Conclusions: Global Space and Urban Sustainability

  • Yonn Dierwechter
Part of the Cities and the Global Politics of the Environment book series (CGPEP)


This final chapter recapitulates the main ideas of the book and assesses the limitations of the arguments on offer. The chapter ends with a brief discussion of a possible research agenda going forward, particularly as this agenda involves a comparative urban studies program increasingly sensitive to the shared geopolitics of environmentalism. Such as program should consider discontent with green policies that are linked discursively to elite actors putatively hostile to industry, nationalism, working-class lives, and “local” democracy, but which arguably now constitute a (once unexpected) part of what Brauch et al. (in: Brauch et al. (eds) Coping with global environmental change, disasters and security, Springer, Berlin, Heidelberg, 2011) have called the “political geoecologies” of the Anthropocene. Here again, and for the final time, the chapter reconsiders how the “abrading and imposition” of different world orders are co-shaping the contemporary interplay between cities, states, and global environmental politics.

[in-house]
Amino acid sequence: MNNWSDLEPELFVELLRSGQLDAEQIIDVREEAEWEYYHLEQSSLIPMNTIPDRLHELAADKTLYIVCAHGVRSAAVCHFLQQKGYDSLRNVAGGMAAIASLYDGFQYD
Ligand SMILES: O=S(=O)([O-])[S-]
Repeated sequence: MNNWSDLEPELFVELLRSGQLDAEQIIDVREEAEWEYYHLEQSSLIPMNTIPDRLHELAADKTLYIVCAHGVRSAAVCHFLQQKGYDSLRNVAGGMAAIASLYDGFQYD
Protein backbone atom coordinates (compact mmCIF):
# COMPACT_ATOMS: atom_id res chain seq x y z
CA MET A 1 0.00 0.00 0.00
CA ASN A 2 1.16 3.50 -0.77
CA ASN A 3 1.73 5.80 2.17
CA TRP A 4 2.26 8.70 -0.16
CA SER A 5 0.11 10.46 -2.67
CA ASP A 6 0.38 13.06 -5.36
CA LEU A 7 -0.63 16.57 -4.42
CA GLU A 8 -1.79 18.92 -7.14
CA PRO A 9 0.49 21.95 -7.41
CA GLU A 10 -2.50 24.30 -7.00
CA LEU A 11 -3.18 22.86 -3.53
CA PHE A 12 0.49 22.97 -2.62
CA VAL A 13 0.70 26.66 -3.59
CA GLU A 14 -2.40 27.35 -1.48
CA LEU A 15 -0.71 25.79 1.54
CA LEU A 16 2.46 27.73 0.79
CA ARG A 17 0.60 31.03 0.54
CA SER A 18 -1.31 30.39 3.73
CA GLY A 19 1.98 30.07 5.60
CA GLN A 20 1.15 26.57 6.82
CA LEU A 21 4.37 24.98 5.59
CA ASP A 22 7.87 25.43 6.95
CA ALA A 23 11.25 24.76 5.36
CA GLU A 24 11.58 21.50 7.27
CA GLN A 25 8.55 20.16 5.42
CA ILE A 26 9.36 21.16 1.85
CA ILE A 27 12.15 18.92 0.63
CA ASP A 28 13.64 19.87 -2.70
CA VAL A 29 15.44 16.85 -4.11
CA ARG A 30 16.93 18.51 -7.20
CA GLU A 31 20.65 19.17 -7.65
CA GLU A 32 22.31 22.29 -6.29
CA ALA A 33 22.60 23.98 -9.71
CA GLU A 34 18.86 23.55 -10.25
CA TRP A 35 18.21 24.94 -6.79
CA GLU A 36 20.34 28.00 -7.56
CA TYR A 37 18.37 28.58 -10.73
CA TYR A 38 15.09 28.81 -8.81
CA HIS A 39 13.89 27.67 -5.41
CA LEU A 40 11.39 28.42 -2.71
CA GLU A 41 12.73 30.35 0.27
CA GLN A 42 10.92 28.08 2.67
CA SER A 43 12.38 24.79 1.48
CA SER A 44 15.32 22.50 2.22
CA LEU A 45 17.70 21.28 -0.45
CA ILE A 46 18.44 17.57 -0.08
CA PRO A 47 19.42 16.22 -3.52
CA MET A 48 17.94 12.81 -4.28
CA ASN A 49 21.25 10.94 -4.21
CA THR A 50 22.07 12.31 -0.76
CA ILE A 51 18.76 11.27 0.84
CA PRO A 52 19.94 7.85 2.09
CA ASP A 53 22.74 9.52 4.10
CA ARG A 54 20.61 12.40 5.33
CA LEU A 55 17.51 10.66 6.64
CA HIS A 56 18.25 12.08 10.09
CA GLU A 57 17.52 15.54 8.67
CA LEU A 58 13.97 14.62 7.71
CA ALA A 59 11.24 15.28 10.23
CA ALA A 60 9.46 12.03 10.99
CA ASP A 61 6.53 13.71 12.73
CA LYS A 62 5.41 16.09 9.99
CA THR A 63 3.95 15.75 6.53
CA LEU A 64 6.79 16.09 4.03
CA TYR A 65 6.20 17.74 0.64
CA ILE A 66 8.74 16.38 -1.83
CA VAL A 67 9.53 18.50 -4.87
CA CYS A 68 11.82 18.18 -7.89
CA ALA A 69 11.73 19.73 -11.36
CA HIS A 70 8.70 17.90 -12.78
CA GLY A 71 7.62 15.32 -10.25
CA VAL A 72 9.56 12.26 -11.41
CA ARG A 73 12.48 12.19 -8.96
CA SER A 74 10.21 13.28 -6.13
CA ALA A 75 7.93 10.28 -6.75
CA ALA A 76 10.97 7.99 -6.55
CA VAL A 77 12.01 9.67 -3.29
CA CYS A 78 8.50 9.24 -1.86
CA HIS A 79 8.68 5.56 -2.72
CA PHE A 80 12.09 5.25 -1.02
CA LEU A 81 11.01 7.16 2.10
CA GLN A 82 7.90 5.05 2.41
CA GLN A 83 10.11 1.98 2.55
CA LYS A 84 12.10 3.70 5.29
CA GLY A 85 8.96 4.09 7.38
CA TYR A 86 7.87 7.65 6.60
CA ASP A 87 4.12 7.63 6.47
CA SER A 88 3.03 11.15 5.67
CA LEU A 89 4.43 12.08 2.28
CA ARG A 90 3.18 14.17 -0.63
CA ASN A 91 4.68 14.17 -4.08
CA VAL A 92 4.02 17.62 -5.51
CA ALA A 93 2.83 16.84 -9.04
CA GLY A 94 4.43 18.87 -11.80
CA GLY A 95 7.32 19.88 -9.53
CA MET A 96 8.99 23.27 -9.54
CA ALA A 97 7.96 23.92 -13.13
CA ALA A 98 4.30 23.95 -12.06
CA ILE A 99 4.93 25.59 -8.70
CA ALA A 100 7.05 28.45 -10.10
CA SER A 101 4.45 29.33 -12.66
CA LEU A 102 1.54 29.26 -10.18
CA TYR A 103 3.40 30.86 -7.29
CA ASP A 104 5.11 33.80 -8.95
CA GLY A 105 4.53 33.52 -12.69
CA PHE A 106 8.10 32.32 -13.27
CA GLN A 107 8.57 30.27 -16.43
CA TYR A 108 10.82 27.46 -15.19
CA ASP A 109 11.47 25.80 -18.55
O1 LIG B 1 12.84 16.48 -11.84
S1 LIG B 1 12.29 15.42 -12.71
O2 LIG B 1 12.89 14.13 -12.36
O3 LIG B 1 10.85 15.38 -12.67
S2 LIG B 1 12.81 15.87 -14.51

Global sustainability Rise of cities Urban geopolitics Stateness 


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Copyright information

© The Author(s) 2019

Authors and Affiliations

  • Yonn Dierwechter
    • 1
  1. 1.University of Washington TacomaTacomaUSA

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